A large majority of the 193 member states of the United Nations are expected to vote in favor of an upgraded status for the Palestinians at the world body's General Assembly on Thursday.
Among the 'no' votes will figure those of Israel, and its key Western ally the United States, which is one of the five powerful permanent members of the UN Security Council. Germany has also said it will vote against the new status.
Russia and China, which also have permanent seats on the Security Council, have long stated that they will vote in favour of granting the Palestinian Authority the status of a 'non-member state'.
However attention is likely to focus on a handful of Western states, such as France, who have said they will favour the motion.
The other permanent Security Council member, Britain, said on Wednesday that it would abstain in the vote unless certain conditions, including the return of the Palestinians to peace talks and a promise by them to refrain from taking Israel before the International Criminal Court (ICC), were fulfilled.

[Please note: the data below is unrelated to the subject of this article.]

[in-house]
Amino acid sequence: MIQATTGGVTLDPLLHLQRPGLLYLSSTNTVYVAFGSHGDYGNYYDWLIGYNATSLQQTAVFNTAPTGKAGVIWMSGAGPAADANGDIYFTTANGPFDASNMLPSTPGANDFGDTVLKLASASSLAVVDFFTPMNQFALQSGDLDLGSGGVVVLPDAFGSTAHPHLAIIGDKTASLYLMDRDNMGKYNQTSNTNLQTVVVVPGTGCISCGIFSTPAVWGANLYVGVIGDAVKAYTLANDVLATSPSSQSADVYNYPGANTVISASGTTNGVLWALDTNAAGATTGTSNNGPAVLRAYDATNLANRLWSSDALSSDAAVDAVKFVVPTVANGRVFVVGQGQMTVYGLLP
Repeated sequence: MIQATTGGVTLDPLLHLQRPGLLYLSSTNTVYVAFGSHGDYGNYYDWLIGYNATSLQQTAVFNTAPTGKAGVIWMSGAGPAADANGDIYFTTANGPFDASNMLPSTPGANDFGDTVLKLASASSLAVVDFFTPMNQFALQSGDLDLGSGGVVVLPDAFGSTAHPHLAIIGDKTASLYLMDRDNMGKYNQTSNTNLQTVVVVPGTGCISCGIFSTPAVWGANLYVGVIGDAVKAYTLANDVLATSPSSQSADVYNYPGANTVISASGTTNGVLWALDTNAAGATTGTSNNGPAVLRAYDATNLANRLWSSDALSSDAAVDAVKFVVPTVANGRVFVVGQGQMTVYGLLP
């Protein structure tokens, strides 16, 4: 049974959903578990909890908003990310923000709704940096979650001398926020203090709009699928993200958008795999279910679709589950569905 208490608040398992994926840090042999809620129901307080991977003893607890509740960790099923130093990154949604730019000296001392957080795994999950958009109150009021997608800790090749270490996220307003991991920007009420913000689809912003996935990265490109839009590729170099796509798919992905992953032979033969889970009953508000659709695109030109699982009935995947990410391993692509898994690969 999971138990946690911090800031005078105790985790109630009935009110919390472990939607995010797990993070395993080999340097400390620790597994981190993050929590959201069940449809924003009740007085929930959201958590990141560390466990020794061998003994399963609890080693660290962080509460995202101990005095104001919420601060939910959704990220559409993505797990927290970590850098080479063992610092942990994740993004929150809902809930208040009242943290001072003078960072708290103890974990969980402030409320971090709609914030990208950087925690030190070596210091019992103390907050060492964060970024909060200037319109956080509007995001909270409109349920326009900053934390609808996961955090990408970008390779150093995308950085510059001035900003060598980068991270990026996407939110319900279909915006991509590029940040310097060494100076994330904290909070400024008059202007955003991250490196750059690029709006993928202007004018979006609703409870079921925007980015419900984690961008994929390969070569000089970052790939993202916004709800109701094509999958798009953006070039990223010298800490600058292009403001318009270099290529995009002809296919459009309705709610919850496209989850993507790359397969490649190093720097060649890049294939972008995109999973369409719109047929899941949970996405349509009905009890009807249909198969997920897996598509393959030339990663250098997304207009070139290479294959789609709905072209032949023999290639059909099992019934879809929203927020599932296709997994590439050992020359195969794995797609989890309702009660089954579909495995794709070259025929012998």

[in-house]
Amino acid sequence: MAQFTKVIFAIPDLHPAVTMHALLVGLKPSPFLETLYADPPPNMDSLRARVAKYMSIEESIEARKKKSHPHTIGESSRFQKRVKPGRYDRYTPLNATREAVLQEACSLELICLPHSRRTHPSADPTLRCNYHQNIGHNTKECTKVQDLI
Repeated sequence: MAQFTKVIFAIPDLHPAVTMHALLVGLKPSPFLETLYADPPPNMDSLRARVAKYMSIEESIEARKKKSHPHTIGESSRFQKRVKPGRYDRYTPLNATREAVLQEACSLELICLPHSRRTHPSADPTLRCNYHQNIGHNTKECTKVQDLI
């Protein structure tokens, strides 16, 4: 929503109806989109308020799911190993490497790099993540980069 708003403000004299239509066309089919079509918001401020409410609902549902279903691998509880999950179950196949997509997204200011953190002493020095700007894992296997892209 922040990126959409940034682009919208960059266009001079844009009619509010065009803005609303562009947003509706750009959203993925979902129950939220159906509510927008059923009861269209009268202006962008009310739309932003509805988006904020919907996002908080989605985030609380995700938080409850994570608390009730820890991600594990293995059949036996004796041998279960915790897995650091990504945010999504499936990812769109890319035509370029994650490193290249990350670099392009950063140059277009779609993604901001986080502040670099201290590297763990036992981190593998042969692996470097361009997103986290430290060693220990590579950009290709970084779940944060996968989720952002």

Among other Western countries which have said recently that they will support the General Assembly motion are Austria, Denmark, Norway, Spain, Switzerland and Turkey.
Hanan Ashrawi, a senior member of the Palestine Liberation Organisation, said on Wednesday that a number of governments were seeking guarantees that if the Palestinians gained the new status, they would refrain from taking Israel before the ICC in the Hague.
Despite Britain's expected abstention, and opposition to the bid from nations including the United States and Germany, the Palestinians are expected to easily win approval at the 193-member General Assembly.
"We're going to have a vast majority, a vast majority, more than two-thirds," Ashrawi said.